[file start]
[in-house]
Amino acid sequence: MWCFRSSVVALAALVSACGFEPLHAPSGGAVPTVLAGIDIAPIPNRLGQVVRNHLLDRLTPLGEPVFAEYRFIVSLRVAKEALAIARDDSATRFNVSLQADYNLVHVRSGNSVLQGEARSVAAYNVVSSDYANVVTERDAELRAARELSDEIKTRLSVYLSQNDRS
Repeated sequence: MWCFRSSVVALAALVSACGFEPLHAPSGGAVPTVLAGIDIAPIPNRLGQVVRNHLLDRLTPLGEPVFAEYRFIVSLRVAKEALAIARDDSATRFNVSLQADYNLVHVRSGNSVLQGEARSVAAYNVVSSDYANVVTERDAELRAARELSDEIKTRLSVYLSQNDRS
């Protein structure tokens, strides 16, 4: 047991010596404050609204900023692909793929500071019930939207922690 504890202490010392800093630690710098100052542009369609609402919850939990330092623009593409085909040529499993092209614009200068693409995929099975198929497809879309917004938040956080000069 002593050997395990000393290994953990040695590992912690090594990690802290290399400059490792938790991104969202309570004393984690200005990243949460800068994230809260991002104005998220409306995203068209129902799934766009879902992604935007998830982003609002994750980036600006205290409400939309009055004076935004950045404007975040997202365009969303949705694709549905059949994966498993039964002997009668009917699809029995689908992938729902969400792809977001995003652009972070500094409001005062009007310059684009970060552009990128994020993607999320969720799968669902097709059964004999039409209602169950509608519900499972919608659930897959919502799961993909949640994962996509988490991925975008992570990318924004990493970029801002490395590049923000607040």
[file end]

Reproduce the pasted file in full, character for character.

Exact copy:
[in-house]
Amino acid sequence: MWCFRSSVVALAALVSACGFEPLHAPSGGAVPTVLAGIDIAPIPNRLGQVVRNHLLDRLTPLGEPVFAEYRFIVSLRVAKEALAIARDDSATRFNVSLQADYNLVHVRSGNSVLQGEARSVAAYNVVSSDYANVVTERDAELRAARELSDEIKTRLSVYLSQNDRS
Repeated sequence: MWCFRSSVVALAALVSACGFEPLHAPSGGAVPTVLAGIDIAPIPNRLGQVVRNHLLDRLTPLGEPVFAEYRFIVSLRVAKEALAIARDDSATRFNVSLQADYNLVHVRSGNSVLQGEARSVAAYNVVSSDYANVVTERDAELRAARELSDEIKTRLSVYLSQNDRS
């Protein structure tokens, strides 16, 4: 047991010596404050609204900023692909793929500071019930939207922690 504890202490010392800093630690710098100052542009369609609402919850939990330092623009593409085909040529499993092209614009200068693409995929099975198929497809879309917004938040956080000069 002593050997395990000393290994953990040695590992912690090594990690802290290399400059490792938790991104969202309570004393984690200005990243949460800068994230809260991002104005998220409306995203068209129902799934766009879902992604935007998830982003609002994750980036600006205290409400939309009055004076935004950045404007975040997202365009969303949705694709549905059949994966498993039964002997009668009917699809029995689908992938729902969400792809977001995003652009972070500094409001005062009007310059684009970060552009990128994020993607999320969720799968669902097709059964004999039409209602169950509608519900499972919608659930897959919502799961993909949640994962996509988490991925975008992570990318924004990493970029801002490395590049923000607040």